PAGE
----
The embodiment of FIGURE 6 differs from that of FIGURES 4 and 5 only in that the supporting part 29, leading to the tunnel-securing point 23, is formed in one piece with the instrument panel 1 and that the abutment surfaces 30 are disposed horizontally whereby, however, the joint function is rather improved than deteriorated.

The embodiment according to FIGURE 7 differs from the two last-described embodiments in that the supporting sheet metal panel 31 is provided with two securing points 32 Whose abutment surfaces at the tunnel are located adjacent one another but again in the plane of the abutment surfaces 6. The supporting panel 31 is connected with the instrument panel 1 at 33 by bolts, screws, rivets or the like. The abutment surfaces 6 are not provided in this embodiment, as in the preceding embodiments with sheet metal parts constructed in one piece with the door columns 5 or connected therewith by welding, but are constructed as support brackets 35 provided with flanges 34. The securing surfaces of the flanges 34 at the support brackets 35 and at the door column 5 are disposed approximately in the vehicle longitudinal direction.

While we have shown and described several embodiments in accordance with the present invention, it is understood that the same is not limited thereto but is susceptible of numerous changes and modifications as known to person skilled in the art. For example, the instrument panel need not be rectilinear but may also be curved. The securing surfaces may then also be disposed in the direction of these curved surfaces. Thus, it is obvious that the present invention is not limited to the details shown and described herein but is susceptible of numerous changes and modifications as are encompassed by the scope of the appended claims.

We claim:

1. A safety instrument panel for motor vehicles having a windshield and relatively fixed support parts in the form of door columns, characterized in that said instrument panel is flexible and is arranged freely at a distance from the lower edge of the windshield and is provided with securing surface means at the lateral ends thereof within the area of said fixed support parts, said fixed support parts being disposed generally in the vehicle transverse direction.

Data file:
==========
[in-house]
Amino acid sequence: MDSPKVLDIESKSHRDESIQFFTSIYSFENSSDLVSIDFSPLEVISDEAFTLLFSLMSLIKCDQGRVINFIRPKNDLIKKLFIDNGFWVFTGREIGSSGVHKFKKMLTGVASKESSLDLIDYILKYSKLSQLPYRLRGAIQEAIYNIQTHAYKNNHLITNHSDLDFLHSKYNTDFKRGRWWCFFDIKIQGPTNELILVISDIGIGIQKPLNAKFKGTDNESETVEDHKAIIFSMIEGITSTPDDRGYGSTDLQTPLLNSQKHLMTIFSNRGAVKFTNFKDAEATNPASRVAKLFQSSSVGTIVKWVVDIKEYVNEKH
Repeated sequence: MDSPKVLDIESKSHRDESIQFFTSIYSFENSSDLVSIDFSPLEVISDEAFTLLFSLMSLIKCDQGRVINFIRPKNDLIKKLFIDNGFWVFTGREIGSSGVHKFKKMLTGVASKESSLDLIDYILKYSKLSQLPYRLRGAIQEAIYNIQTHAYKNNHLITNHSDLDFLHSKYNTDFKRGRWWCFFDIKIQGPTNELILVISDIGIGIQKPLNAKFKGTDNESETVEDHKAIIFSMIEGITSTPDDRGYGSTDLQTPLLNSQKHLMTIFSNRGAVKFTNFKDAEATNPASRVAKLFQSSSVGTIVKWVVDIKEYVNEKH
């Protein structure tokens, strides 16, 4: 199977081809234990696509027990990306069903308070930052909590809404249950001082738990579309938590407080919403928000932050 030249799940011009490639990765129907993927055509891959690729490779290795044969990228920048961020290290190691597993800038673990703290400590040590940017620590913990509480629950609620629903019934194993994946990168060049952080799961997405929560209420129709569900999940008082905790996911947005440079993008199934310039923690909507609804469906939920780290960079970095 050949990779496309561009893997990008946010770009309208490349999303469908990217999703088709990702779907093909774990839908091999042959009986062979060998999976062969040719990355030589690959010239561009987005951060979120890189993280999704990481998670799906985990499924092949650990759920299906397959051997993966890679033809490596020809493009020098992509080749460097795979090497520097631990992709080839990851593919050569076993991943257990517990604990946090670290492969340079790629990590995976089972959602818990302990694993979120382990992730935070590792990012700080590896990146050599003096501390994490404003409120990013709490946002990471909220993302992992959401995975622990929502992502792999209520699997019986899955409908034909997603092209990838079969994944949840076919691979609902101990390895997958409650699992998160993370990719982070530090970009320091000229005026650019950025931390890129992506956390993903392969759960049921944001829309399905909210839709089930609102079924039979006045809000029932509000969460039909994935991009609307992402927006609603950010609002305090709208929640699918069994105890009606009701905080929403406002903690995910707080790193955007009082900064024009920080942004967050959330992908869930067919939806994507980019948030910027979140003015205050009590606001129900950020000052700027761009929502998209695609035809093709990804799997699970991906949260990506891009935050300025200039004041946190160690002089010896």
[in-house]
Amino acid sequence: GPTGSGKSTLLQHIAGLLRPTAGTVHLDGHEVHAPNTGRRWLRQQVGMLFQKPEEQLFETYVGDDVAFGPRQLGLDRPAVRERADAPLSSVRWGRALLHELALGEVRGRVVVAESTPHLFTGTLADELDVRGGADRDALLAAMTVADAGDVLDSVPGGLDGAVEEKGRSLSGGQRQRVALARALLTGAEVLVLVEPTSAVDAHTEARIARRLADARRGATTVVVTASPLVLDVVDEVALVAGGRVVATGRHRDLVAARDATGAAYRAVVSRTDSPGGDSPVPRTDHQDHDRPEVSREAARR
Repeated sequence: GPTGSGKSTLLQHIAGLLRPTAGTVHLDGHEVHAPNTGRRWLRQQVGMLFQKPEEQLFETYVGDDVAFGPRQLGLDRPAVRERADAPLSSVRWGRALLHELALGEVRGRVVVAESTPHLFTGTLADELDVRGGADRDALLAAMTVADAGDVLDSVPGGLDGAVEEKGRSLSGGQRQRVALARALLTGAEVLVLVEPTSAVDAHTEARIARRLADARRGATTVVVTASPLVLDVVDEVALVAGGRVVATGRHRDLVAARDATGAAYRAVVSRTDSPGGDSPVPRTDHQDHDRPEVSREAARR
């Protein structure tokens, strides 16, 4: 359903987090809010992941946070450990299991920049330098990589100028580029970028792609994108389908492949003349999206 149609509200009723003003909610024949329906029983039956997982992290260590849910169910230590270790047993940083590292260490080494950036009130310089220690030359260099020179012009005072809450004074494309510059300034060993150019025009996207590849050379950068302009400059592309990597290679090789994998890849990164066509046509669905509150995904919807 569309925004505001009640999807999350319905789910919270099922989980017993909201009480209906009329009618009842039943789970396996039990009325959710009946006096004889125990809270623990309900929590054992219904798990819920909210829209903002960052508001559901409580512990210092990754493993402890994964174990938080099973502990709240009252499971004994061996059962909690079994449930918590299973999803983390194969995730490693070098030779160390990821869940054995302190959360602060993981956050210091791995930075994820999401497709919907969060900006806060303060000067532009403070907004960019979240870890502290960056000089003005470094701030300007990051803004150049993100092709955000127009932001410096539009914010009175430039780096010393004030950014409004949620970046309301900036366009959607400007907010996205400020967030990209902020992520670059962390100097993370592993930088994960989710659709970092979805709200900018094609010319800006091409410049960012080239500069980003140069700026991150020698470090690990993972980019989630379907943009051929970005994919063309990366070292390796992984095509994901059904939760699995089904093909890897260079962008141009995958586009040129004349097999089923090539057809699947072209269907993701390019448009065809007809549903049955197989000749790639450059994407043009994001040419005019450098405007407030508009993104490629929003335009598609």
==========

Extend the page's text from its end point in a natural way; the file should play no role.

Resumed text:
2. The instrument panel according to claim 1, further comprising readily detachable means for fastening said securing surface means to said fixed support parts and establishing simultaneously a frictional engagement.

3. The instrument panel according to claim 2, Wherein said instrument panel has a main panel and said securing surface means form abutment surfaces disposed substantially parallel to the main surface of the instrument panel.

4. The instrument panel according to claim 3, wherein said securing surface means are disposed in substantially a single plane.

5. The instrument panel according to claim 1, wherein said instrument panel has a main panel and said securing surface means form abutment surfaces disposed substantially parallel to the main surface of the instrument panel.

6. The instrument panel according to claim 1, wherein said securing surface means are disposed in substantially a single plane.

7. The instrument panel according to claim 6, further comprising a yielding sheet metal part located within the area of the lower edge of the windshield, said instrument panel freely overlapping said sheel metal part at a distance therefrom while avoiding any connection therewith.

8. The instrument panel according to claim 1, further comprising a yielding sheet metal part located within the area of the lower edge of the windshield, said instru- 6. ment panel freely overlapping said sheet metal part at a distance therefrom While avoiding any connection therewith.